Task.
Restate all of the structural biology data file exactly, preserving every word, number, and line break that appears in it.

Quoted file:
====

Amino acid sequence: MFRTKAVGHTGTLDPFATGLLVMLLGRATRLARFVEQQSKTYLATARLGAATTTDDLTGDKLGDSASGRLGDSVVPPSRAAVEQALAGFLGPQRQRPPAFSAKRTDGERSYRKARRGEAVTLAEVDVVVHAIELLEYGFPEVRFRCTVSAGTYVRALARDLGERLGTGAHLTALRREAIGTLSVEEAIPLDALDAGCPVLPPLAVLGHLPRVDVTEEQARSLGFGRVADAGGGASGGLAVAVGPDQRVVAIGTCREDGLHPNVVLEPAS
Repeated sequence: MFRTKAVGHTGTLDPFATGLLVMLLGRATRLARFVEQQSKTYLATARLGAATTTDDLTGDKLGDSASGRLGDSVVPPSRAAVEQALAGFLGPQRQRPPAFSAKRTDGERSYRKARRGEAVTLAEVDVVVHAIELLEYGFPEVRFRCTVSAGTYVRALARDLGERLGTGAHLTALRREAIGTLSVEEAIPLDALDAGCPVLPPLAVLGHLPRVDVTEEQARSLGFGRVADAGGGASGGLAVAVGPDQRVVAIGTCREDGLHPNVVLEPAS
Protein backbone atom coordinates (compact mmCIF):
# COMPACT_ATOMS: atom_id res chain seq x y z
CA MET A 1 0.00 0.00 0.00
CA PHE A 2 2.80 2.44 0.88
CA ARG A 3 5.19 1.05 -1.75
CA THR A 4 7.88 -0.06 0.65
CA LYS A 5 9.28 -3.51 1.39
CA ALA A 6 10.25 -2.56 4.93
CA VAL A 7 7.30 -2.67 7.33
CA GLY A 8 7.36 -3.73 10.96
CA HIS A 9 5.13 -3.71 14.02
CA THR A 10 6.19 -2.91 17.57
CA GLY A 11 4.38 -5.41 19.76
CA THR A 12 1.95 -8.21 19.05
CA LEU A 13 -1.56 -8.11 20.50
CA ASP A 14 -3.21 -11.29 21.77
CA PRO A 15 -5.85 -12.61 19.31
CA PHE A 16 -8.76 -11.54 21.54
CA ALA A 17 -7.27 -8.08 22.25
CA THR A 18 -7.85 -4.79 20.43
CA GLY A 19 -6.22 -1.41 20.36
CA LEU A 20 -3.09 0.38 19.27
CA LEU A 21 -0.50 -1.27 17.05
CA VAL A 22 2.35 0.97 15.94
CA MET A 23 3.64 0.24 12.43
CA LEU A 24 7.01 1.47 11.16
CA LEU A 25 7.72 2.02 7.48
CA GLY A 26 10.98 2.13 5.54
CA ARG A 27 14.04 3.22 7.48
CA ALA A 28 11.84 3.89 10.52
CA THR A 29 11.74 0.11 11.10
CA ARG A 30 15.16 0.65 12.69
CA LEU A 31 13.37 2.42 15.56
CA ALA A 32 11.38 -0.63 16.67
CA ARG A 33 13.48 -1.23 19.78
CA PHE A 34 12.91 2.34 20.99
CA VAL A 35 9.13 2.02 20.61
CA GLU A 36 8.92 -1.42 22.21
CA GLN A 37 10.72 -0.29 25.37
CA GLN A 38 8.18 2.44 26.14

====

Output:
Amino acid sequence: MFRTKAVGHTGTLDPFATGLLVMLLGRATRLARFVEQQSKTYLATARLGAATTTDDLTGDKLGDSASGRLGDSVVPPSRAAVEQALAGFLGPQRQRPPAFSAKRTDGERSYRKARRGEAVTLAEVDVVVHAIELLEYGFPEVRFRCTVSAGTYVRALARDLGERLGTGAHLTALRREAIGTLSVEEAIPLDALDAGCPVLPPLAVLGHLPRVDVTEEQARSLGFGRVADAGGGASGGLAVAVGPDQRVVAIGTCREDGLHPNVVLEPAS
Repeated sequence: MFRTKAVGHTGTLDPFATGLLVMLLGRATRLARFVEQQSKTYLATARLGAATTTDDLTGDKLGDSASGRLGDSVVPPSRAAVEQALAGFLGPQRQRPPAFSAKRTDGERSYRKARRGEAVTLAEVDVVVHAIELLEYGFPEVRFRCTVSAGTYVRALARDLGERLGTGAHLTALRREAIGTLSVEEAIPLDALDAGCPVLPPLAVLGHLPRVDVTEEQARSLGFGRVADAGGGASGGLAVAVGPDQRVVAIGTCREDGLHPNVVLEPAS
Protein backbone atom coordinates (compact mmCIF):
# COMPACT_ATOMS: atom_id res chain seq x y z
CA MET A 1 0.00 0.00 0.00
CA PHE A 2 2.80 2.44 0.88
CA ARG A 3 5.19 1.05 -1.75
CA THR A 4 7.88 -0.06 0.65
CA LYS A 5 9.28 -3.51 1.39
CA ALA A 6 10.25 -2.56 4.93
CA VAL A 7 7.30 -2.67 7.33
CA GLY A 8 7.36 -3.73 10.96
CA HIS A 9 5.13 -3.71 14.02
CA THR A 10 6.19 -2.91 17.57
CA GLY A 11 4.38 -5.41 19.76
CA THR A 12 1.95 -8.21 19.05
CA LEU A 13 -1.56 -8.11 20.50
CA ASP A 14 -3.21 -11.29 21.77
CA PRO A 15 -5.85 -12.61 19.31
CA PHE A 16 -8.76 -11.54 21.54
CA ALA A 17 -7.27 -8.08 22.25
CA THR A 18 -7.85 -4.79 20.43
CA GLY A 19 -6.22 -1.41 20.36
CA LEU A 20 -3.09 0.38 19.27
CA LEU A 21 -0.50 -1.27 17.05
CA VAL A 22 2.35 0.97 15.94
CA MET A 23 3.64 0.24 12.43
CA LEU A 24 7.01 1.47 11.16
CA LEU A 25 7.72 2.02 7.48
CA GLY A 26 10.98 2.13 5.54
CA ARG A 27 14.04 3.22 7.48
CA ALA A 28 11.84 3.89 10.52
CA THR A 29 11.74 0.11 11.10
CA ARG A 30 15.16 0.65 12.69
CA LEU A 31 13.37 2.42 15.56
CA ALA A 32 11.38 -0.63 16.67
CA ARG A 33 13.48 -1.23 19.78
CA PHE A 34 12.91 2.34 20.99
CA VAL A 35 9.13 2.02 20.61
CA GLU A 36 8.92 -1.42 22.21
CA GLN A 37 10.72 -0.29 25.37
CA GLN A 38 8.18 2.44 26.14